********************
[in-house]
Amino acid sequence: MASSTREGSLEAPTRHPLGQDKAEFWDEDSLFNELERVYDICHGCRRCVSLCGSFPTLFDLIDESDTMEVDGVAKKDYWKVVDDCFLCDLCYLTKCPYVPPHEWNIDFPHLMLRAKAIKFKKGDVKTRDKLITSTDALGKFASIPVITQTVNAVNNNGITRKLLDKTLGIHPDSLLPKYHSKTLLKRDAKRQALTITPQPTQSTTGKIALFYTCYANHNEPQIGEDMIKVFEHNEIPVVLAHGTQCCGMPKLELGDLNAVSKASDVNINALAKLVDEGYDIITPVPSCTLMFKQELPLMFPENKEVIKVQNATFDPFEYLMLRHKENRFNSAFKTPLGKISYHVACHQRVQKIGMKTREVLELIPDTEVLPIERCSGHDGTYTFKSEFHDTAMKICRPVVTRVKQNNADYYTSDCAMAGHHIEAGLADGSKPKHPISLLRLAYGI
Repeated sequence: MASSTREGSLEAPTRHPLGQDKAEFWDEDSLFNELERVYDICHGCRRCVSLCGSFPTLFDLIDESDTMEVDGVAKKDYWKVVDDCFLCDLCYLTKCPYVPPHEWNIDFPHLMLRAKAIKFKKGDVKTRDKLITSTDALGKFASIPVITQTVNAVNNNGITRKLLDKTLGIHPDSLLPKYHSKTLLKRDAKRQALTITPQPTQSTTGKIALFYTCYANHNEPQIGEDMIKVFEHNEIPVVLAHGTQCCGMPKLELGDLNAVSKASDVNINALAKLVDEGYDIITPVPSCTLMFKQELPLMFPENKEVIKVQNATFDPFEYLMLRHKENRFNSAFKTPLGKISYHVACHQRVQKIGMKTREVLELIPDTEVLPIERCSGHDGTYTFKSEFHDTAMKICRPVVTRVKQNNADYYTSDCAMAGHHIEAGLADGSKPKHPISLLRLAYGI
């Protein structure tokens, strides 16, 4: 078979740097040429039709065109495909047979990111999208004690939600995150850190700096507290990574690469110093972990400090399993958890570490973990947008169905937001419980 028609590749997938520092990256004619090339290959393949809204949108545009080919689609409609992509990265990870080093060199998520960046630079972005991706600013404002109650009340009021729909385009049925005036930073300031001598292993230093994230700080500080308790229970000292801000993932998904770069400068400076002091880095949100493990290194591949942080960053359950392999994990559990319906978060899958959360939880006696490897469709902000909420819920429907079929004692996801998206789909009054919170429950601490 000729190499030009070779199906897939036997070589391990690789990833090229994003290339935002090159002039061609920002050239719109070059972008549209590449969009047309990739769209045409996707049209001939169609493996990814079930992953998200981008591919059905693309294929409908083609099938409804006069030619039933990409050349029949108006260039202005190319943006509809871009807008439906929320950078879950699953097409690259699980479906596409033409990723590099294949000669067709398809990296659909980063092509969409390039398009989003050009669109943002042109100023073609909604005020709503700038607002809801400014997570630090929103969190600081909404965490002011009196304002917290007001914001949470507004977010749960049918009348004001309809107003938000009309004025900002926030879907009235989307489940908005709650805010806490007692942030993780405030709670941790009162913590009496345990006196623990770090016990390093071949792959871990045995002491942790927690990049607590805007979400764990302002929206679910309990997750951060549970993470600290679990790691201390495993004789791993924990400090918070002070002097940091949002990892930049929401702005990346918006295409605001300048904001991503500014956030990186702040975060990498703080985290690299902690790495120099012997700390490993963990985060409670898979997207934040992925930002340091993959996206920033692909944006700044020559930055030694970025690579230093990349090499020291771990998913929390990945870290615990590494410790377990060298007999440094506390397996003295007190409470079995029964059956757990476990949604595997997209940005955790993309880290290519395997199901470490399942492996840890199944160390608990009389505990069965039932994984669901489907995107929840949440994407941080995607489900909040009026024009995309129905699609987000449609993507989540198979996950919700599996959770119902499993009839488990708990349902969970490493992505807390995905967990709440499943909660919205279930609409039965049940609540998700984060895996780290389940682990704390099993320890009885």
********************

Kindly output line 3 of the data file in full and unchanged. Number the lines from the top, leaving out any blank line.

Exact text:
Repeated sequence: MASSTREGSLEAPTRHPLGQDKAEFWDEDSLFNELERVYDICHGCRRCVSLCGSFPTLFDLIDESDTMEVDGVAKKDYWKVVDDCFLCDLCYLTKCPYVPPHEWNIDFPHLMLRAKAIKFKKGDVKTRDKLITSTDALGKFASIPVITQTVNAVNNNGITRKLLDKTLGIHPDSLLPKYHSKTLLKRDAKRQALTITPQPTQSTTGKIALFYTCYANHNEPQIGEDMIKVFEHNEIPVVLAHGTQCCGMPKLELGDLNAVSKASDVNINALAKLVDEGYDIITPVPSCTLMFKQELPLMFPENKEVIKVQNATFDPFEYLMLRHKENRFNSAFKTPLGKISYHVACHQRVQKIGMKTREVLELIPDTEVLPIERCSGHDGTYTFKSEFHDTAMKICRPVVTRVKQNNADYYTSDCAMAGHHIEAGLADGSKPKHPISLLRLAYGI